by Dr. Heather Kuruvilla
Just days ago, much of the nation was facing wind chill advisories and subzero temperatures. But walking around my neighborhood yesterday, I heard the sounds of rushing water as the snow melted, the song of birds, and the honking of geese. The sun was shining, and the smell of spring was in the air. We knew it was coming. For weeks now, folks I’ve encountered, whether in line at the post office or ringing up my groceries at Wal-Mart, have been encouraging each other with the hope that “spring is on its way”.
Even on the coldest day, no one doubted that spring was coming. We’ve seen the seasons change again and again. The pattern of resurrection is woven throughout the fabric of nature. For every winter, there is a spring.
The fact that we’re still talking about Brittany Maynard proves that the “winter” of our lives is often difficult. Brittany Maynard, diagnosed with terminal cancer, chose to end her life last November rather than face the certain pain that lay ahead of her. I think any of us who has seen the ravages of cancer can empathize with what must have been an agonizing decision.
Her decision illustrates our very basic, human need for hope; the hope that winter will give way to spring.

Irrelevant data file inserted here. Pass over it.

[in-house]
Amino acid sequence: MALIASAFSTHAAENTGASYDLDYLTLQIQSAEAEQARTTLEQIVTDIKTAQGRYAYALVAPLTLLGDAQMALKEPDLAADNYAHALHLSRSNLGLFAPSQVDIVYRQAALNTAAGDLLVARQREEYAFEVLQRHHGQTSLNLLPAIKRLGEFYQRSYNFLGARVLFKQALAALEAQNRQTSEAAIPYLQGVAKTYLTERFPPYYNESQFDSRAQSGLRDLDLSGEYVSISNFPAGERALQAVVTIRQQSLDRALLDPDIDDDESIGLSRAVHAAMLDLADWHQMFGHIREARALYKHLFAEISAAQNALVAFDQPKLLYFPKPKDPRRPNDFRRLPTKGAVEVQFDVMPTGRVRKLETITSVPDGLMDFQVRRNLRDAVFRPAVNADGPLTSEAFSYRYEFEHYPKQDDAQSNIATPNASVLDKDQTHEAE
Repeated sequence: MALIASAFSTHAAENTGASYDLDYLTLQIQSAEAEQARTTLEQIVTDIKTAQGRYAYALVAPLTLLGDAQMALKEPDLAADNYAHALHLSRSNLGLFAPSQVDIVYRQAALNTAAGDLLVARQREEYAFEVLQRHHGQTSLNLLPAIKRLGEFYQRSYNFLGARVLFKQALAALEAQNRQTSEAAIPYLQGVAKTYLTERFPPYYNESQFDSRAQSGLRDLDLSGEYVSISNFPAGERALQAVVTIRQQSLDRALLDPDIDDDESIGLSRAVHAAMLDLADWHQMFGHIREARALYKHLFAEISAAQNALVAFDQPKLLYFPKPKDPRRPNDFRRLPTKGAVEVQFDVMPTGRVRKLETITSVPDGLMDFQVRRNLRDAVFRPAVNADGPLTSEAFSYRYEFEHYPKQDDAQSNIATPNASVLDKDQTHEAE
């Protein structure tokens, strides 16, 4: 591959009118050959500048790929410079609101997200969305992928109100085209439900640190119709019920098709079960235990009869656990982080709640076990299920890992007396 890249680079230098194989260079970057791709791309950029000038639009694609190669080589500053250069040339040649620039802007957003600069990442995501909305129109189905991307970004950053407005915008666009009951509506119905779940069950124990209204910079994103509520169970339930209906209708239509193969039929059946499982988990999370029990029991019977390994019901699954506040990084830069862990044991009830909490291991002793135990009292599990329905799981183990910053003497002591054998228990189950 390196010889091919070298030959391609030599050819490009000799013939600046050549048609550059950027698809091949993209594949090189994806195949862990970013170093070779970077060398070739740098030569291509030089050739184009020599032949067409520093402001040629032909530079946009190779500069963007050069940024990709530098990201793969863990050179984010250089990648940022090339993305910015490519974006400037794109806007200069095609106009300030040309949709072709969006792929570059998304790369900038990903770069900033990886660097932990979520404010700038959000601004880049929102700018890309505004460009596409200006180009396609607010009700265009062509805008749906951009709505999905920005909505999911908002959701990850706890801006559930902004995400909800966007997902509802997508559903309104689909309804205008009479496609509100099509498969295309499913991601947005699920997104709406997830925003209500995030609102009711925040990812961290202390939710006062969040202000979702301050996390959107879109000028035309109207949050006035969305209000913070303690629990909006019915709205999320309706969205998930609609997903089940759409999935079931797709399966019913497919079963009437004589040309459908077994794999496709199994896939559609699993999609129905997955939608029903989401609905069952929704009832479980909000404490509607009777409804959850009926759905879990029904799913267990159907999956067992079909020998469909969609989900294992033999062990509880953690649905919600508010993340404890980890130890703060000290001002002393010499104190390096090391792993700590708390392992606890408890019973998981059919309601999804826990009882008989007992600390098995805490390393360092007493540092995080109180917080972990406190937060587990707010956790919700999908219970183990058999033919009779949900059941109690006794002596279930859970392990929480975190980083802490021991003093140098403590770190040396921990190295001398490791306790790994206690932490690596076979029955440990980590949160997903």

As Christians, we hold to the hope of resurrection, knowing that the darkness of Good Friday gave way to the triumph of Easter Sunday. Christ, then, is our ultimate hope.
But a terminal patient needs “short-term” hope, too. What are some ways we can help suffering persons to embrace hope? According to Cancer Research UK:
Everyone needs to have some sense of hope for their future. When you are dying, this hope may be that you can visit a place that you love. Or you may hope that you can enjoy being with your family and friends for a time. Some people believe that there is life after death and find that this gives them hope…many people hope for comfort, dignity, friendship and love to surround them in their final days.
That means every one of us has the potential to be a hope-giver. For more information on helping the terminally ill, check out these resources: